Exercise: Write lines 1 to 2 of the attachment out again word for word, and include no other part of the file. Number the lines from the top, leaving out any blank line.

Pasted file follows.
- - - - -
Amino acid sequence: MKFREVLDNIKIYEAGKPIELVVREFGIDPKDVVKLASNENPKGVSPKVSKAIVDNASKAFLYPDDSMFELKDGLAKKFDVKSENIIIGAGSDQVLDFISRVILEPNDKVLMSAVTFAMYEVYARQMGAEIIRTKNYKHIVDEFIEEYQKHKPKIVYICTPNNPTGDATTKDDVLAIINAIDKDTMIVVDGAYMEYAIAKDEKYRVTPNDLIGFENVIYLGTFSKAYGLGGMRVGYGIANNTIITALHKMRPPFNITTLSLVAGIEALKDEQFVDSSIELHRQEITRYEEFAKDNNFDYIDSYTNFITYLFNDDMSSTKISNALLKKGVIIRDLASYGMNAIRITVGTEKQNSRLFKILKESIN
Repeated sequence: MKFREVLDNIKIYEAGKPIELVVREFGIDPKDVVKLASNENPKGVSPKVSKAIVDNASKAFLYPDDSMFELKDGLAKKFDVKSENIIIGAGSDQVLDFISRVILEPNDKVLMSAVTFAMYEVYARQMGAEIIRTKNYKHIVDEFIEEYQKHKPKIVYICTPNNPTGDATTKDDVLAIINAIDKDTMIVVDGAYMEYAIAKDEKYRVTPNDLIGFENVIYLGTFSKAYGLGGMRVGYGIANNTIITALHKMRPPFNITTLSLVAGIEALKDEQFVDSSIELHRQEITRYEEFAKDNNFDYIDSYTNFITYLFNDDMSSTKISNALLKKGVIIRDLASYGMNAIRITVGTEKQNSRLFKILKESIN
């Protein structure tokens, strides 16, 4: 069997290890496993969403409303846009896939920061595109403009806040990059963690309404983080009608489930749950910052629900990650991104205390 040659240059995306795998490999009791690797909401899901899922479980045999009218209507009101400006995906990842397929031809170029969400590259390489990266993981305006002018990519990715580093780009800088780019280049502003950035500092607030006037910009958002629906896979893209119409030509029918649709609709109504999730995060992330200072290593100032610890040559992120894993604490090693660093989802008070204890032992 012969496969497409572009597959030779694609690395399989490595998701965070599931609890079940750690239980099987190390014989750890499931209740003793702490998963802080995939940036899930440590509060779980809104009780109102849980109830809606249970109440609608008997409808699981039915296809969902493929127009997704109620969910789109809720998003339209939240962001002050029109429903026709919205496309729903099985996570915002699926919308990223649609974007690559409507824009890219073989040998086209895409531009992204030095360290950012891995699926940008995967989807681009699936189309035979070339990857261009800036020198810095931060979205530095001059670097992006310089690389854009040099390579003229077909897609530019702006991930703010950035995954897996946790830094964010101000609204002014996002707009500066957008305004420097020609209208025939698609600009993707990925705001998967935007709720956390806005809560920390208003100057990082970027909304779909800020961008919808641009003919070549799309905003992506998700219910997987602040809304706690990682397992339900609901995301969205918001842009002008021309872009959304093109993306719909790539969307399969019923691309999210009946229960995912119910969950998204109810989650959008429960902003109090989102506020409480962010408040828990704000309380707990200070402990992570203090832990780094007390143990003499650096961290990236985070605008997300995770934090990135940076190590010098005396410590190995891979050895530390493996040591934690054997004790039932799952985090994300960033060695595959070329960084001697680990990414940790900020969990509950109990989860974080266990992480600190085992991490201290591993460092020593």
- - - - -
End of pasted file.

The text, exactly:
Amino acid sequence: MKFREVLDNIKIYEAGKPIELVVREFGIDPKDVVKLASNENPKGVSPKVSKAIVDNASKAFLYPDDSMFELKDGLAKKFDVKSENIIIGAGSDQVLDFISRVILEPNDKVLMSAVTFAMYEVYARQMGAEIIRTKNYKHIVDEFIEEYQKHKPKIVYICTPNNPTGDATTKDDVLAIINAIDKDTMIVVDGAYMEYAIAKDEKYRVTPNDLIGFENVIYLGTFSKAYGLGGMRVGYGIANNTIITALHKMRPPFNITTLSLVAGIEALKDEQFVDSSIELHRQEITRYEEFAKDNNFDYIDSYTNFITYLFNDDMSSTKISNALLKKGVIIRDLASYGMNAIRITVGTEKQNSRLFKILKESIN
Repeated sequence: MKFREVLDNIKIYEAGKPIELVVREFGIDPKDVVKLASNENPKGVSPKVSKAIVDNASKAFLYPDDSMFELKDGLAKKFDVKSENIIIGAGSDQVLDFISRVILEPNDKVLMSAVTFAMYEVYARQMGAEIIRTKNYKHIVDEFIEEYQKHKPKIVYICTPNNPTGDATTKDDVLAIINAIDKDTMIVVDGAYMEYAIAKDEKYRVTPNDLIGFENVIYLGTFSKAYGLGGMRVGYGIANNTIITALHKMRPPFNITTLSLVAGIEALKDEQFVDSSIELHRQEITRYEEFAKDNNFDYIDSYTNFITYLFNDDMSSTKISNALLKKGVIIRDLASYGMNAIRITVGTEKQNSRLFKILKESIN